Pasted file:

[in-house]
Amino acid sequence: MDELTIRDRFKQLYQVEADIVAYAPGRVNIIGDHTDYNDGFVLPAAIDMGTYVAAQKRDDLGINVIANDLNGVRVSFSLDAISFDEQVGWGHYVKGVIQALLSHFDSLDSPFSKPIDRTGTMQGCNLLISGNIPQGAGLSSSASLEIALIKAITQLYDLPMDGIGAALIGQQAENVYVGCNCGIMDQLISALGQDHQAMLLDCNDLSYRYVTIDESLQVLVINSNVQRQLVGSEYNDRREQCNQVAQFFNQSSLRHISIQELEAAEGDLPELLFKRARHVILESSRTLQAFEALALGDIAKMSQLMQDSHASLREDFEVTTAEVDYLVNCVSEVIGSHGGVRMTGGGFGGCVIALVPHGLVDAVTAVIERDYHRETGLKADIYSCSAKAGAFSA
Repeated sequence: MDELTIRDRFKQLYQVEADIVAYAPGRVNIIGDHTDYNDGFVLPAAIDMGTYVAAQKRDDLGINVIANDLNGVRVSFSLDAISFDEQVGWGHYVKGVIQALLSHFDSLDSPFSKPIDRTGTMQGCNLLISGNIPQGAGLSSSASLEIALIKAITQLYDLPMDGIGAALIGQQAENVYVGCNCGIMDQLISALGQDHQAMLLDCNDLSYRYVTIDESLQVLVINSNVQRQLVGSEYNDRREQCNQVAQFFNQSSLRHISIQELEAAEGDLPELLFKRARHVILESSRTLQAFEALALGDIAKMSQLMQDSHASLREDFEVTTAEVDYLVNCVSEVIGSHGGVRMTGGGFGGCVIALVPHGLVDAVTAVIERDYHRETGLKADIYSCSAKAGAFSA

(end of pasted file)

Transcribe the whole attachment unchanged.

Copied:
[in-house]
Amino acid sequence: MDELTIRDRFKQLYQVEADIVAYAPGRVNIIGDHTDYNDGFVLPAAIDMGTYVAAQKRDDLGINVIANDLNGVRVSFSLDAISFDEQVGWGHYVKGVIQALLSHFDSLDSPFSKPIDRTGTMQGCNLLISGNIPQGAGLSSSASLEIALIKAITQLYDLPMDGIGAALIGQQAENVYVGCNCGIMDQLISALGQDHQAMLLDCNDLSYRYVTIDESLQVLVINSNVQRQLVGSEYNDRREQCNQVAQFFNQSSLRHISIQELEAAEGDLPELLFKRARHVILESSRTLQAFEALALGDIAKMSQLMQDSHASLREDFEVTTAEVDYLVNCVSEVIGSHGGVRMTGGGFGGCVIALVPHGLVDAVTAVIERDYHRETGLKADIYSCSAKAGAFSA
Repeated sequence: MDELTIRDRFKQLYQVEADIVAYAPGRVNIIGDHTDYNDGFVLPAAIDMGTYVAAQKRDDLGINVIANDLNGVRVSFSLDAISFDEQVGWGHYVKGVIQALLSHFDSLDSPFSKPIDRTGTMQGCNLLISGNIPQGAGLSSSASLEIALIKAITQLYDLPMDGIGAALIGQQAENVYVGCNCGIMDQLISALGQDHQAMLLDCNDLSYRYVTIDESLQVLVINSNVQRQLVGSEYNDRREQCNQVAQFFNQSSLRHISIQELEAAEGDLPELLFKRARHVILESSRTLQAFEALALGDIAKMSQLMQDSHASLREDFEVTTAEVDYLVNCVSEVIGSHGGVRMTGGGFGGCVIALVPHGLVDAVTAVIERDYHRETGLKADIYSCSAKAGAFSA